My (now) hubby and I had been dating about a month when the following conversation took place (I knew he sailed/raced and had previously owned a power boat):
me: Are you ever going to buy a boat again?
him: No. Too much money/hassle/work/time.
The next day...
him: Guess what?
me: Uh oh. Um...what?
him: Moon and I are buying a boat.
me: I thought you said you were never buying another boat again.
him: Well, yeah, but we had a few drinks last night, and...
me: Say no more.
A week later the boat is in the water. Mind you, I am AFRAID OF THE WATER. Well, maybe 'afraid' isn't the right word. I just have NO desire to be anywhere in or near it. Especially if there's no chlorine involved and I can't touch the bottom, let alone see it.
him: Hop on.
me: Ha. Right. No hopping.
So he builds a little ladder thingy to facilitate said hopping (this was before the piers were lowered).
Off we go for my first sail. I didn't fall in. I didn't throw up. Thought about it. Didn't.
I spent that first summer being mildly sick to my stomach, but, being the trooper that I am, stuck with it. Then I figured since the boat would outlast me if I didn't figure out how to get along with her, I decided it was high time for me to learn how to make it go. And stop. From a practical standpoint, if anything should happen to The Man while we were out sailing, I was going to have to get myself home, so the lessons commenced.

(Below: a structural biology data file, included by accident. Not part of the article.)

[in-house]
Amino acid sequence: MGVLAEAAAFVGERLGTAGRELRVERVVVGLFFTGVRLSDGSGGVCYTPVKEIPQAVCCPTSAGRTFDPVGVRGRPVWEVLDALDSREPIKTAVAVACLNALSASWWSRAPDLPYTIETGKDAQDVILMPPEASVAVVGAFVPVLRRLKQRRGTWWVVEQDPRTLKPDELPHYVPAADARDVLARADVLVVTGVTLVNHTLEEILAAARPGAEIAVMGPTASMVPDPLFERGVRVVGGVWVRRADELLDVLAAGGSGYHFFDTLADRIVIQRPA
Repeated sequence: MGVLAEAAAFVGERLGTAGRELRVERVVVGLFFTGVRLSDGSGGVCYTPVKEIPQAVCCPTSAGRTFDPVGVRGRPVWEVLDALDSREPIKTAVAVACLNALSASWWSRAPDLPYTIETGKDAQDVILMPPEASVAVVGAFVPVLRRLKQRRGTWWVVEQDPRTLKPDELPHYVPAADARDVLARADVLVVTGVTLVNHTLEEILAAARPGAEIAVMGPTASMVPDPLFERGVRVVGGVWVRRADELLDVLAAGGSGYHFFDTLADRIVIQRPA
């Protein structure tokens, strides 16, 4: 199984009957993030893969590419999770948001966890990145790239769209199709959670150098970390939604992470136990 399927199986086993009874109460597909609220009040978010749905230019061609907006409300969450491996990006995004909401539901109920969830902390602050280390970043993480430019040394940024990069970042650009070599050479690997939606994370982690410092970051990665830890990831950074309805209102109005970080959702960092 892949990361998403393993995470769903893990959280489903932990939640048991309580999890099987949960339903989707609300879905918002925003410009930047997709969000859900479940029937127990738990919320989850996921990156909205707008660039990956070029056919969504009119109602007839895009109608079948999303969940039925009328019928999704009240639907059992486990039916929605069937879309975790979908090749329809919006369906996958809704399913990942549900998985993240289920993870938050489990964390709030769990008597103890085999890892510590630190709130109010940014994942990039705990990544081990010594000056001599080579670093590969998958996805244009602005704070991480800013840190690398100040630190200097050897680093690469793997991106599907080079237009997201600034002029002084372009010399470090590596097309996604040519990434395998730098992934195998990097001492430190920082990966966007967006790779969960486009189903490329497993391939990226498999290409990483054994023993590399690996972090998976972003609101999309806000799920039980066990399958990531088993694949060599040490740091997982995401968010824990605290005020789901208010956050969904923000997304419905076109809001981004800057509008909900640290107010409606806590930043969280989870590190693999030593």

Fast forward 8 years. We've sold our half of that boat, bought a bigger boat, and now we might be thinking about a different boat. Maybe. I don't want to jinx it.
But that's how it started. And, thanks to his encouragement and that of others, I am now a reasonably competent sailor who can dock her own boat. I have accepted that I will never understand it the way other people (notably the engineers that The Man races with) do, but I do just fine.
Lake Michigan - Racine, WI
Pau Hana - Pearson 35
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